[First Impressions] Microsoft’s Xbox One

Xbox-One-With-KinectIt’s been three weeks since the launch of the Xbox One, and demand for the system is still high, even after over 2 million units have been sold.  Expectations were high with the new consoles, which is why I wanted to spend a little more time with the system before cataloging my first impressions.  It wouldn’t be fair to fully review a console that just launched, and doesn’t have adequate software to display its capabilities; so instead of focusing on the games, I’ll be looking at the device itself and what makes it unique compared to the competition.

The Controller

The Xbox One’s controller had a tough act to follow, as the Xbox 360’s controller was widely believed to be the best controller of the previous generation, with a good balance of comfort and functionality.  Even with this daunting task, Microsoft dedicated over $100 million towards improving the game pad.  In the end what they created is absolutely an improvement, but it still has some downsides.

The sticks on the controller are very responsive, and have almost no dead zone at all.  There is less resistance on them than the Xbox 360 controller had, and they feel very smooth.  Equally as fluid are the new improved triggers.  They have been widened to curve around the top corners of the controller more, allowing for more surface area with your fingers, and less discomfort over long periods of use.  With the newest iteration, the triggers now also have vibration built into them, allowing for a new level of feedback and immersion.  This was most prominent when I played Forza Motorsport 5.  The vibration would intensify the further you pushed the trigger, simulating heavy breaking while racing.  I have to say this is probably one of my favorite features of the new controller, and it will be interesting to see how other types of games implement it in the future.


Like the Xbox 360’s original wireless controllers, the Xbox One’s are powered by replaceable AA batteries, and not a built-in rechargeable one.  This will prevent issues such as having to deal with the lifespan of the battery inside the controller, but does require you to either replace batteries on a weekly basis, or buy some third-party rechargeable ones, which I would recommend.  I went through my first pair of AA batteries within the first week and a half, even though I only played the console about 10-15 hours a week.

Lastly, my only real gripes are with the bumpers and the D-pad.  Both suffer from the same issue; they feel very cheap.  Due to the slight change in shape of the Xbox One’s controller, your fingers naturally want to move to the triggers, and the bumpers feel slightly more awkward to hit.  And the D-pad, while an improvement over the 360’s, still doesn’t feel as good as that which is provided on the Playstation 3 or 4.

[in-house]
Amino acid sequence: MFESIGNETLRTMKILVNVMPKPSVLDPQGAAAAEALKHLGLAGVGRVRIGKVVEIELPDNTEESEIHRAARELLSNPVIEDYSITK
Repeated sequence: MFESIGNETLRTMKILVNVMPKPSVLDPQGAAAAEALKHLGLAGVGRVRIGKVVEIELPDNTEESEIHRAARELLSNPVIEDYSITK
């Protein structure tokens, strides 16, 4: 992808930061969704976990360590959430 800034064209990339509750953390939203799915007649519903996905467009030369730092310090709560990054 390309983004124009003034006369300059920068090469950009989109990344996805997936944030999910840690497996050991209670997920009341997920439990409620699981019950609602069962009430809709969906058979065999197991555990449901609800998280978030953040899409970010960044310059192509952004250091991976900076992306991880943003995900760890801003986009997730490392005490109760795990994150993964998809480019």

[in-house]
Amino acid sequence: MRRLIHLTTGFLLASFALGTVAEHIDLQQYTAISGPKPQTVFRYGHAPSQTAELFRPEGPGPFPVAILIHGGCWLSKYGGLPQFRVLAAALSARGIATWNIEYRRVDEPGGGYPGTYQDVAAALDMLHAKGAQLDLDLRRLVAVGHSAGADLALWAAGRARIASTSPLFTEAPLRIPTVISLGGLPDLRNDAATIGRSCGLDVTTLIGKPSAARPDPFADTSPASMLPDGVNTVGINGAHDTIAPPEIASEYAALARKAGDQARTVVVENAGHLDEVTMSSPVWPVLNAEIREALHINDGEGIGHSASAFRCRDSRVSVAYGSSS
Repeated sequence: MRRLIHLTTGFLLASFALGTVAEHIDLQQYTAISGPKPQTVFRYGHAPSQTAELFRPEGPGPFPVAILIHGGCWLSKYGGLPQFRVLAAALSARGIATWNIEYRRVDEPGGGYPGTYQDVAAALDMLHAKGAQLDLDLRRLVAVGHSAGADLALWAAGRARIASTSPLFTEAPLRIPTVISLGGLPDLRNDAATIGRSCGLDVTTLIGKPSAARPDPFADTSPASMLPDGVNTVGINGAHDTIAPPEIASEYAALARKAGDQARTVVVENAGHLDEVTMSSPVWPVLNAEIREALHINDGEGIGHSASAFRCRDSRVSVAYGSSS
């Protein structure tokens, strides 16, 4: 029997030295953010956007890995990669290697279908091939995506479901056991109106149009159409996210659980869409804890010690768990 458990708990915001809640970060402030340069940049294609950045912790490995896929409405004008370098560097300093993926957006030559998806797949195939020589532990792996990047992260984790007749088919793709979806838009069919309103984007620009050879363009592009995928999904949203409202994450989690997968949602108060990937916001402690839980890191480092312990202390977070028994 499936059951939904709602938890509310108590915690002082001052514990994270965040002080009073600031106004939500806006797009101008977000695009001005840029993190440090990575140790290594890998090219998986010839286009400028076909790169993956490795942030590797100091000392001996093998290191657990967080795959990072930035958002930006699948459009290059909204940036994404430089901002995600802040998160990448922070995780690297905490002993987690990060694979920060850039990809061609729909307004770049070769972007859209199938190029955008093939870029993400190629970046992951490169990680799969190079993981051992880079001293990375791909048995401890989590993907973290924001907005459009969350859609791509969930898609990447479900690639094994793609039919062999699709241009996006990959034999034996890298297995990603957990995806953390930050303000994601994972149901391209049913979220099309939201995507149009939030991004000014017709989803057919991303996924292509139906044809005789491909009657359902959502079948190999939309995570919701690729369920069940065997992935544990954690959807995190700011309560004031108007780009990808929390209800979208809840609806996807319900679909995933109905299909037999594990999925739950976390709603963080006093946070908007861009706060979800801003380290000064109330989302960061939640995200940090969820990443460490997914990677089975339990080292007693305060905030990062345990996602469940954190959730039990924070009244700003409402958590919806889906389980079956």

Microsoft’s baby, the Kinect 2.0 for the One has greatly improved over its predecessor on the 360.  The camera is extremely accurate, and the speech recognition allows you to control almost every major action on the console, just not consistently.

We’ll start with the camera.  It’s quite amazing, and is able to track you even in little to no light due to the night vision which is built-in.  You are given the option to have the Kinect camera sign you in to Xbox Live by recognizing your face when you sit down, and it works great.  It can even track other users that walk up to it while you’re already signed in and greet them or allow them to switch to their account quickly and easily.

As far as launch titles are concerned, few use the camera as well as Xbox Fitness.  With how accurate the camera is, it’s able to pull off some pretty phenomenal stuff, including measuring your pulse during a workout.  The system tracked my progress and scored me based on how closely I followed each exercise, giving multipliers the better I performed.  It made the workout a lot more fun and I was even able to watch myself on the screen to see what muscle groups were actively being used.

Now we get to Microsoft’s big selling point, the voice controls.  When they work, it’s one of the coolest feelings.  Having grown up watching science fiction movies and TV shows, speech recognition always was one of those things that screamed “future” to me.  Even considering this, it’s surprising how fast you get frustrated when the controls don’t work, and trust me, it happens a lot.  I tested these features out considerably over the last three weeks, and tried my best to just speak to the Kinect normally, and even though I spoke clearly, I found it only recognized what I said about 60% of the time.  Many attempts ended with me repeating myself, quickly growing louder and over enunciating so it would detect what I wanted to do.